The leading cryptocurrency exchange and its founder and CEO, Changpeng Zhao, who played a key role in setting off the death spiral of the FTX enterprise, are now themselves facing increasing scrutiny over the opacity of Binance’s operations and the solvency of its crypto holdings.
Efforts to restore public trust have so far been challenging.
Ignore FUD. Keep building!
— CZ 🔶 Binance (@cz_binance) December 12, 2022
Binance has not replied to a request by PYMNTS for comment.
Too Big to Fail 2.0
When the crypto industry was a booming bull market, companies enjoyed relatively little negative attention from investors and regulators around their corporate structure or operations.
Now, the 48-hour demise last month of the multibillion-dollar FTX exchange and the punctured persona of its now-jailed founder, Sam Bankman-Fried, has rapidly educated the investing public and lawmakers alike around the pitfalls that might be lurking inside the industry’s most prominent black-box operations.
Binance’s outsize importance to the crypto industry — its exchange processes billions of dollars of transactions daily, more than most of its rivals combined — paired with its complex, unregulated setup and lack of transparency is, in particular, raising red flags.
The exchange’s own audit team ceased all crypto accounting work as a result of the criticism it received for publishing a notoriously slim account of Binance’s finances.
Compounding that public vote of no confidence, investors are withdrawing billions of dollars from the exchange, and the company’s BNB token price is similarly feeling the squeeze, slumping to its lowest level since July.
In a memo provided to PYMNTS, the Binance CEO indicated he expects the next several months to be “bumpy” but that the exchange will emerge stronger.
We’ve Seen This Before
It does appear to be business as usual for the exchange. Earlier this week, Binance.US agreed to acquire the assets of bankrupt crypto lender Voyager Digital for $1.022 billion.
Voyager entered its assets into bankruptcy auction this summer. FTX won that auction in September, with a $1.4 billion offer, after being rebuffed earlier in July. When FTX went bankrupt itself, that arrangement fell through.
To Binance, Voyager may just be a cheap, strategic acquisition. There is nothing to imply that Binance has been commingling its customer assets and making bad bets in the manner that led to FTX’s demise and required outside acquisitions to paper over the holes in its balance sheet. However, given the lack of a true understanding of how Binance operates and zero insight into its finances, there is also little to imply that the company isn’t.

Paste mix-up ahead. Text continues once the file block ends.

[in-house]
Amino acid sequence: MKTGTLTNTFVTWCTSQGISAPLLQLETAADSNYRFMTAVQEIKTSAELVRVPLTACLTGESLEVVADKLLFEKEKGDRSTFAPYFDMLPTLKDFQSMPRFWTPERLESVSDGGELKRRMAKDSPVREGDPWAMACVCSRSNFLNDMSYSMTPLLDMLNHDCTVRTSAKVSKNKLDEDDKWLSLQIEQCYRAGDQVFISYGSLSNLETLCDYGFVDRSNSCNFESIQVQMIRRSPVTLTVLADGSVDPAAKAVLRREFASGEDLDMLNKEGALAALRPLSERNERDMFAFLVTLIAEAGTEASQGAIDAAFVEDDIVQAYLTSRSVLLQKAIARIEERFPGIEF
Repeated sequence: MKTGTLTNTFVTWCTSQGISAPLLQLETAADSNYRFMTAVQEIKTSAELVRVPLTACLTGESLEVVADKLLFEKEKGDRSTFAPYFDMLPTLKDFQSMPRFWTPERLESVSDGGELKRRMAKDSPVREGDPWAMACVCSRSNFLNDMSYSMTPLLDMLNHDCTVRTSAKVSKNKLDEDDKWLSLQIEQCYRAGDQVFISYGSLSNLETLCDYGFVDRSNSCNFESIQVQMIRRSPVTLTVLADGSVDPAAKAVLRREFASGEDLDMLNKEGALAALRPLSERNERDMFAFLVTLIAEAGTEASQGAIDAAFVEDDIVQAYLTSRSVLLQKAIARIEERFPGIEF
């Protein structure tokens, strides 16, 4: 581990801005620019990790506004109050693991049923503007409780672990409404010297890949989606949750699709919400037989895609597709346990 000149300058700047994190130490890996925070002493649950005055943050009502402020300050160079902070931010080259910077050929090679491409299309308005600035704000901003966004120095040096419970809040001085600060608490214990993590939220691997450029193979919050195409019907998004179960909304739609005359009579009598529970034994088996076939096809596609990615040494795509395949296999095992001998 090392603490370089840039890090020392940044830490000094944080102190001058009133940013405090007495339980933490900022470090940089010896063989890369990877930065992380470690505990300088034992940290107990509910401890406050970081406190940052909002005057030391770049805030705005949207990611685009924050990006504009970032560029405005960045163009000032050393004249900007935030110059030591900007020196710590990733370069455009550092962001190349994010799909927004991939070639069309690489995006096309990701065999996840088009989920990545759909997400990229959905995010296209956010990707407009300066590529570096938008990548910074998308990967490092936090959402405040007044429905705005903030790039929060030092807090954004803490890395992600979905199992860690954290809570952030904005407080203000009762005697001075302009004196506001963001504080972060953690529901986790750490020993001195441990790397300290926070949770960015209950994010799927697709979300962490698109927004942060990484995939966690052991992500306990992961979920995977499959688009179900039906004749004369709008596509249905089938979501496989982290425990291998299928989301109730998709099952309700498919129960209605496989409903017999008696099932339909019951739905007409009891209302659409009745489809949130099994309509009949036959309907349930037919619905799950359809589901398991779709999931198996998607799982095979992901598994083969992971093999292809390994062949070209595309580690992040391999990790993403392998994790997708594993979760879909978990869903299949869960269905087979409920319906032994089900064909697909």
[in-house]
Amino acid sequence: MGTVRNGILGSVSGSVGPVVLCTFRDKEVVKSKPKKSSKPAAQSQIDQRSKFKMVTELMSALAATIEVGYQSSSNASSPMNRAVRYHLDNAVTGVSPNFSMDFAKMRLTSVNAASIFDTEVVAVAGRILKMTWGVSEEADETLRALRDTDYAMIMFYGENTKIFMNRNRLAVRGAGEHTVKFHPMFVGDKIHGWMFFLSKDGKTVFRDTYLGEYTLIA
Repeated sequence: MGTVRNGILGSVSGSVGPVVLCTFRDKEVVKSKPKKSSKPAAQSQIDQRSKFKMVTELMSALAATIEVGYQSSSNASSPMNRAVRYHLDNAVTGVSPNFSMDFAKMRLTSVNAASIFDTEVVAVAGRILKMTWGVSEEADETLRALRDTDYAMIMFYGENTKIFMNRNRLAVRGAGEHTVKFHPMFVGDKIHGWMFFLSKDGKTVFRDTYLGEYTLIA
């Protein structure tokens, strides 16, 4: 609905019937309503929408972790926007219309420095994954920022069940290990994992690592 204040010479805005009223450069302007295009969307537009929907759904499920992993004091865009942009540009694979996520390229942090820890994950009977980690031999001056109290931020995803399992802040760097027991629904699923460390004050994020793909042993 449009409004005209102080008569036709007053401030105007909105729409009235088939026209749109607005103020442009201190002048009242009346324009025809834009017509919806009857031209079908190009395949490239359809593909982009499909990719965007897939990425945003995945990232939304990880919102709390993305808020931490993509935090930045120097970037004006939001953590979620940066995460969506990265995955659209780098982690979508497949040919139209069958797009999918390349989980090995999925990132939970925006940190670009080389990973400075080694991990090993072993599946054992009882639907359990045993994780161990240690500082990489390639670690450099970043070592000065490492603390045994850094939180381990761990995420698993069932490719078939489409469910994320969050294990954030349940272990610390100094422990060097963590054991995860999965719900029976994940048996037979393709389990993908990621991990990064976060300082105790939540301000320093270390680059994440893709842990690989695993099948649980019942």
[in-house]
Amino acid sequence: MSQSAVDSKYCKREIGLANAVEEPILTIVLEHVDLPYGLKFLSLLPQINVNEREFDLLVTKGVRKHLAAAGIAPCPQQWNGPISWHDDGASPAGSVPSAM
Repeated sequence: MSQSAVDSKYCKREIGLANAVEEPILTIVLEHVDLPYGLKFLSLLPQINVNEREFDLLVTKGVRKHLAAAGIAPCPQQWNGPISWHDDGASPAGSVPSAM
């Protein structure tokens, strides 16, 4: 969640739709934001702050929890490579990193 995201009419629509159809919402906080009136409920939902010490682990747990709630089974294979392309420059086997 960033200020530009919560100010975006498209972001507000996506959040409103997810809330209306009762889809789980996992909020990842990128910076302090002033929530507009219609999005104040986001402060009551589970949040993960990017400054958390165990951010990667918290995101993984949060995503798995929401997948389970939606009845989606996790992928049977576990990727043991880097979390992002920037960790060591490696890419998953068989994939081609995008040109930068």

Both Binance and FTX are centralized exchanges. This means that rather than storing customer funds on an open, decentralized blockchain, the company itself holds those funds. While this makes it faster and easier to make trades — the whole purpose, after all, of the businesses — it also opens the possibility for custodial mismanagement and provides little protection or outside oversight.
As FTX’s peers tanked during the crypto winter, Bankman-Fried went on a promotional blitz to try to bring in more customers and funds. The since-failed exchange spent hundreds of millions of dollars on marketing, more millions on political donations across the aisle, and even tried its hand at crafting regulation.
Binance’s own peers are currently struggling as trading volumes dip across the industry. Coinbase lost half a billion dollars, and half a million customers, alone in the third quarter of 2022. The rival exchange has laid off nearly a fifth of its workforce, and its bonds across a variety of maturity dates are all trading at around half their one-time values, showing a lack of investor confidence.
Exchanges make their money from trading fees. When trading volumes dip, so do profits. It remains unclear what is propping up Binance in this bearish environment.
Centralization belies the promise of blockchain technology to provide a transparent, immutable ledger of transactions, instead opening the door for bad actors to commit the very same financial frauds that have occurred throughout history.
FTX was brought down by its overly-close relationship with market maker and sister trading firm Alameda Research, which reportedly made increasingly large, and increasingly bad, bets with commingled customer money.
As reported by The Wall Street Journal (WSJ), Binance.US’s own relationship with two market making trading firms with ties to Binance’s Zhao — Sigma Chain and Merit Peak — is being probed by the Securities and Exchange Commission (SEC).
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